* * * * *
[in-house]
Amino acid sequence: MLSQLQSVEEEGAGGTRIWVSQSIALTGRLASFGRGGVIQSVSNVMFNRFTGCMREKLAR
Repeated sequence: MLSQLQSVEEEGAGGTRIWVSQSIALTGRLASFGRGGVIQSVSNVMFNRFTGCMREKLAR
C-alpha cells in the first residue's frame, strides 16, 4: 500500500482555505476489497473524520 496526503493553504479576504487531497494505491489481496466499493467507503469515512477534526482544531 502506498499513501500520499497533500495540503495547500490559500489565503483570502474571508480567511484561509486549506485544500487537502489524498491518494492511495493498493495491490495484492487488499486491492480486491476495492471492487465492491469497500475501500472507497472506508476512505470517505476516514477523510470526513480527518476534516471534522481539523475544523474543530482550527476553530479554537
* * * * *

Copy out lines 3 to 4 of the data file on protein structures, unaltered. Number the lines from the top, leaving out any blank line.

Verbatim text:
Repeated sequence: MLSQLQSVEEEGAGGTRIWVSQSIALTGRLASFGRGGVIQSVSNVMFNRFTGCMREKLAR
C-alpha cells in the first residue's frame, strides 16, 4: 500500500482555505476489497473524520 496526503493553504479576504487531497494505491489481496466499493467507503469515512477534526482544531 502506498499513501500520499497533500495540503495547500490559500489565503483570502474571508480567511484561509486549506485544500487537502489524498491518494492511495493498493495491490495484492487488499486491492480486491476495492471492487465492491469497500475501500472507497472506508476512505470517505476516514477523510470526513480527518476534516471534522481539523475544523474543530482550527476553530479554537